- This is an expansion on Brubaker's depiction of the origin in vol. 5 #50. In this issue, Bucky gets drunk on his 16th birthday (which the issue later notes is in March) and is dragged back to a cell at Camp Lehigh. Major Samson visits him, who informs him of a "different kind of birthday present" - he will be sent to England the next day for S.A.S. training. Bucky relates:
"Two months of combat training with the S.A.S.-- the hardest thing I'd ever done... Followed by another month of special training back into the States. When he didn't think I was listening, General Phillips said I was the best natural fighter he'd ever seen. Next thing I knew I was meeting Steve Rogers, and the brass was making up a cover story for the press... "Camp Kid Becomes Cap's Sidekick!" Making kids all over the country think it could happen to them, too."
- On page 2, panel 3, we see James, his sister and his father leaving the theater for Snow White. Walt Disney's animated version, though, did not premiere until December 21st 1937; it received wide release on February 4th 1938.
- The newsreel of Cap shown to the S.A.S. is distributed by Marvel.
#621 "First Blood"
- This issue occurs at an especially early point in Cap and Bucky's career; Bucky states "After a few weeks together, Cap and me... ...it was like we'd been brothers-in-arms for years." Cap and Bucky are going on government missions, and have begun appearing in movie serials and propaganda. Bucky asks Steve "When are we gonna get in this damn war already?"
- Bucky comments on his portrayal in staged propaganda: "Faithful sidekick? What am I? Rin Tin Tin?" Rin Tin Tin was a German Shepherd who appeared in a series of 27 films by Warner Bros. in the 1920s and early 1930s.
- Steve and Bucky are watching In the Navy at the theater, a 1941 Abbott and Costello film.
#622 "The Invaders"
- In commemoration of the tenth anniversary of the 9/11, the back pages of this issue reprint 5 paintings from the anthologies A Moment of Silence and Heroes, published within months of the attacks.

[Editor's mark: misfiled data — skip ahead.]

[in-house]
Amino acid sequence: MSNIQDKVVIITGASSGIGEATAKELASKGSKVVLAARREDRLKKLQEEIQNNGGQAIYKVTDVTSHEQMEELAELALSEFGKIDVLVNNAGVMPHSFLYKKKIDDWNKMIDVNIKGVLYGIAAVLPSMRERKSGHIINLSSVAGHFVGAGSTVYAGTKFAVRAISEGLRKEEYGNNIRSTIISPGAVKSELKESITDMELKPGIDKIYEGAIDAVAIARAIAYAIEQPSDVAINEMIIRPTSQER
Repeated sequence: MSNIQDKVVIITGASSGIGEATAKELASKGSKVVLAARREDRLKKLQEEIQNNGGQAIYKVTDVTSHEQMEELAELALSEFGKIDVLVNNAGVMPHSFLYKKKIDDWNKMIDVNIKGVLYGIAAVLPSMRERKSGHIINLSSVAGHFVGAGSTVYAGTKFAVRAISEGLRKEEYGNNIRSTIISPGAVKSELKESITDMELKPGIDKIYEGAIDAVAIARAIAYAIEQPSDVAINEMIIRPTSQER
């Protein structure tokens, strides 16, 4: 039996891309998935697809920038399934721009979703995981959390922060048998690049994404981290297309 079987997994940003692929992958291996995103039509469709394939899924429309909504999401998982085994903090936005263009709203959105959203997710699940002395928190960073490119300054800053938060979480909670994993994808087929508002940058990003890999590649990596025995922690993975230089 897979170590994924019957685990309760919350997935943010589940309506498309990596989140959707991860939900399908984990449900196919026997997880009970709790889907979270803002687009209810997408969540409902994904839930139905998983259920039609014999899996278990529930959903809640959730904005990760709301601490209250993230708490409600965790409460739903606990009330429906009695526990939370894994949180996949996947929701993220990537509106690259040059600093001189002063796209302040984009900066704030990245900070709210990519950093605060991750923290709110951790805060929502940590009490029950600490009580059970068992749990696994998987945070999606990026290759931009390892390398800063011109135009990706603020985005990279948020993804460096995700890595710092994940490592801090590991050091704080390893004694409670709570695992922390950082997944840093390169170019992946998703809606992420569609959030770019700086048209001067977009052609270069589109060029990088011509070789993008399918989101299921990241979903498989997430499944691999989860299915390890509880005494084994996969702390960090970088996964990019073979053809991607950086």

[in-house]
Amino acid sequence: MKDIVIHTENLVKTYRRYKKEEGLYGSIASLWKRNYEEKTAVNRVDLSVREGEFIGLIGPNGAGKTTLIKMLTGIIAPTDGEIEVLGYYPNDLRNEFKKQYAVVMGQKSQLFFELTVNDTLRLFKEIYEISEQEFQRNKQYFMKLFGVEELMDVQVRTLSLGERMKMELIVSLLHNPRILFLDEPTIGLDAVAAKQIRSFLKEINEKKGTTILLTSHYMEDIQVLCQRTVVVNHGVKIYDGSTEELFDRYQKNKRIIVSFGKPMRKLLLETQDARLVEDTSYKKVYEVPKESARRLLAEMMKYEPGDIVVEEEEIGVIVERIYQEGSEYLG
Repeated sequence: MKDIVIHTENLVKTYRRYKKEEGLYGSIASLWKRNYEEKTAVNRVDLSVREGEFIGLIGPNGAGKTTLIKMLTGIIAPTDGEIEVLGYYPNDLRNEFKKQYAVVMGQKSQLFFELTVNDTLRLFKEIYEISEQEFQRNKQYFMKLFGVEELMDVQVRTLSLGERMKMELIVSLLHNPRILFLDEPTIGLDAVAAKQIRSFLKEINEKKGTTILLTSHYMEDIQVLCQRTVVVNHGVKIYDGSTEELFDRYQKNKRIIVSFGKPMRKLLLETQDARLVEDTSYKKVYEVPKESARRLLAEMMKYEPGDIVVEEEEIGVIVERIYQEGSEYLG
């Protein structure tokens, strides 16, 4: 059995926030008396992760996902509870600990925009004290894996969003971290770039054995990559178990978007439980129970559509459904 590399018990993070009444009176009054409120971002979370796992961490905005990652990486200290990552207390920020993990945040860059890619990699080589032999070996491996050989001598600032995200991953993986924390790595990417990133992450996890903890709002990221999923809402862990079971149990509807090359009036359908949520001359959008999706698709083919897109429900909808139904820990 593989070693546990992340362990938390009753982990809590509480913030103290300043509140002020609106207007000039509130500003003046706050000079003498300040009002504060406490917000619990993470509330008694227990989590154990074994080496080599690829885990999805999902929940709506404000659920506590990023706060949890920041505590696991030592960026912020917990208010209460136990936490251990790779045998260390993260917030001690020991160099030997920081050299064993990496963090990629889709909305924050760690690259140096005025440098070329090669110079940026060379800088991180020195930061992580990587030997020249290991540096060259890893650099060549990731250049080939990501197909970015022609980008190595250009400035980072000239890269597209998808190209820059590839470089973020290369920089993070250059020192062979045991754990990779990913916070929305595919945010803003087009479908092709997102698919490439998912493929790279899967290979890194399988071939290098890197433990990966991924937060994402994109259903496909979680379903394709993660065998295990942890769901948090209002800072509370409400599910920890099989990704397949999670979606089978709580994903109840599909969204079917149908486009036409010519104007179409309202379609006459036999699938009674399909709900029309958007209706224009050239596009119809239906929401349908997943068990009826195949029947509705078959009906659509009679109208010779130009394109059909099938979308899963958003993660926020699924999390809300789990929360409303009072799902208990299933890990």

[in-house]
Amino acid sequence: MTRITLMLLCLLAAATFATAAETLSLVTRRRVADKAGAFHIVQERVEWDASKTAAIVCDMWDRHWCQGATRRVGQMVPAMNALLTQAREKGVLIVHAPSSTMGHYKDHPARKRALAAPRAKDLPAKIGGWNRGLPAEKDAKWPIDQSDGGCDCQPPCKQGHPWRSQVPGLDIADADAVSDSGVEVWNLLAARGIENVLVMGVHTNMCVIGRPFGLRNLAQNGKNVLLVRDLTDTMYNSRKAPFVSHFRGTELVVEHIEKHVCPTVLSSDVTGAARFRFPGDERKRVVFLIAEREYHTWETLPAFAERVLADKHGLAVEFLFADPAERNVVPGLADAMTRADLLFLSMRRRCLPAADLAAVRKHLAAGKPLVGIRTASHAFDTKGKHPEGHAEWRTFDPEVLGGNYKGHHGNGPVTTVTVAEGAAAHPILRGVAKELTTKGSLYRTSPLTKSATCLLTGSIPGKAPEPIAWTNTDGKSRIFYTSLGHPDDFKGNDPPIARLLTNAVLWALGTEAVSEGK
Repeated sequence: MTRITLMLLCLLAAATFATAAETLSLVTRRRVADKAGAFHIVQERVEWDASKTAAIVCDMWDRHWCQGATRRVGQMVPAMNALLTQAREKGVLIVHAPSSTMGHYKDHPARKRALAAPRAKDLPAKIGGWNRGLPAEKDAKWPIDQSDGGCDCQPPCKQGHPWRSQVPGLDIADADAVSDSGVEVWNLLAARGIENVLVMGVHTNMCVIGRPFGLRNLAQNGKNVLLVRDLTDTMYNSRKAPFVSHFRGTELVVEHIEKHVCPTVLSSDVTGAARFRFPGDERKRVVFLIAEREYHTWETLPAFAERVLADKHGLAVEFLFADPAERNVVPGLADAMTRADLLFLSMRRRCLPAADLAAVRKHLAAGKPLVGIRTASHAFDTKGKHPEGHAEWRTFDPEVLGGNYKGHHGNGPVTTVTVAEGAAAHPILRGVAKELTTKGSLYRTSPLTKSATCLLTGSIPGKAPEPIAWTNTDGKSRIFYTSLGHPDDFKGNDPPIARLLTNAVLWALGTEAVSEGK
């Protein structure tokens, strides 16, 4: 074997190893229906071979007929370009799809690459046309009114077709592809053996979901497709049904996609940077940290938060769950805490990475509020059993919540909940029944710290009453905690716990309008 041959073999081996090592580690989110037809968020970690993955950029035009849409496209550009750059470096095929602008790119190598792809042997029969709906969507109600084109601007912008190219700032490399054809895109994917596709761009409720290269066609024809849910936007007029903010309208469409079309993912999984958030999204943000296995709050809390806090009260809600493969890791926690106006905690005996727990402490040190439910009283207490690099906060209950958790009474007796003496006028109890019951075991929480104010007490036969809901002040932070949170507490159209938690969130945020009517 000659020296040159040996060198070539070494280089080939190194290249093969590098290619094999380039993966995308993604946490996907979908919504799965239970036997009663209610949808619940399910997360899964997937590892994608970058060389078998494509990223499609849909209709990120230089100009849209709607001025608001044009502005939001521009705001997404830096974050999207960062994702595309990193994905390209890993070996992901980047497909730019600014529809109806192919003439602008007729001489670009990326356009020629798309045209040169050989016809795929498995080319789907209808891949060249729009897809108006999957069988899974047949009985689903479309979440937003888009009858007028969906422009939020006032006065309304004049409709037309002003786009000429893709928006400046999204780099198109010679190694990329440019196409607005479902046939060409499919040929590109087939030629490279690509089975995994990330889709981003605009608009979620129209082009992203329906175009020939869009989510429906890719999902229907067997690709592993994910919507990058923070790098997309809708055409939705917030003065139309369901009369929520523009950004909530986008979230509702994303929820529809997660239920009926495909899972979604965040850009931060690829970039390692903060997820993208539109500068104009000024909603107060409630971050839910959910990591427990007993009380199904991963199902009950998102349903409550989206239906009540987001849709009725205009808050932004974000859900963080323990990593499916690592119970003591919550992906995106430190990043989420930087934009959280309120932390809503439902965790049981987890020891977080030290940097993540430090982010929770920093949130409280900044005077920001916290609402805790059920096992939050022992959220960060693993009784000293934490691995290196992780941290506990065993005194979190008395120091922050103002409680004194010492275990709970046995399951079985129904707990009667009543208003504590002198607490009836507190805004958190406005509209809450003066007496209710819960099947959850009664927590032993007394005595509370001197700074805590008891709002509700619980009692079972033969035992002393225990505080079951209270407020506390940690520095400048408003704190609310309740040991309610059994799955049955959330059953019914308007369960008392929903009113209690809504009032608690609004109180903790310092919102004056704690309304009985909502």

- The opening three pages show us a newsreel introducing "the incredible Invaders!" This is distributed by Marvel Tone, same as in #620. The theater is playing This Gun for Hire, a noir adaptation of the Graham Greene novel, released in May 1942.
- This issue shows the Invaders operating in Poland in early 1942, per the captions. The thick snow means it is no later than early Spring.
- Pages 6-9 flash back to three weeks earlier, to an incident with the Invaders discovering an Atlantean attack disguised as a German sub.
#623 "The Hell of War"
- The issue's captions date this issue to late 1944. Bucky says to Toro "We've been Invaders for three years."
- Bucky and Toro infiltrate what he is told (or assumes) is a "P.O.W. camp" in Auschenberg, only to come to the realisation it is a death camp. Auschenberg was never a real death camp, however camps were situated in Poland, the Ukraine, Croatia, Serbia and Belarus. At the end of the issue Toro leaves the camp to flame, but leaving the liberation of the Jews in question. Many articles are available out there which explore exactly what knowledge the U.S. military had of the existence of death camps at that time.
- The final page shows us "months later", recapping the events glimpsed in The Avengers #4, which left Steve and Bucky separated in the Atlantic Ocean - a story which has of course been retold numerous times.
#624 "The Soviet Era"
- The back of the issue includes a 6 page preview for the original graphic novel Castle: Richard Castle's Deadly Storm, based on the ABC series.
- This issue explores the Winter Soldier's training under Khrushchev in the late 1950s, which was first glimpsed in Brubaker's opening run on Captain America, Winter Soldier. We see his growing relationship with Natalia, and the forced separation into stasis by his superiors. Bucky describes "That was the first time they saw the cracks in their conditioning." The captions tell us this is 1958, conflicting with previous Winter Soldier dates which have been said to be 1957.
- Captain America does not actually appear in this issue, except as a dummy played by Barnes as part of a Russian training exercise. The "commie-smasher" Captain America appeared in a continuation of Captain America Comics in 1954, later revealed to William Burnside, who was placed into cryogenic sleep the following year. Presumably, the Captain America here is a more symbolic part of the training exercise, and not an actual villain for the Reds to face.
- The final two pages reveal who Bucky has been narrating the story to throughout the arc: his sister Becca, now in hospital suffering from Alzheimer's. Joined by Natasha, this acts as a tease for the Winter Soldier ongoing series which began a few months later. In essence this is a stepping stone from Fear Itself, where Bucky faked his death to remove himself from the spotlight, his identity revealed to the public, and into that ongoing.
- As they leave, Becca says "Don't forget the carnival this weekend... I love the Ferris Wheel..." This is a reference to #620, where we see James, Rebecca and their father at the carnival.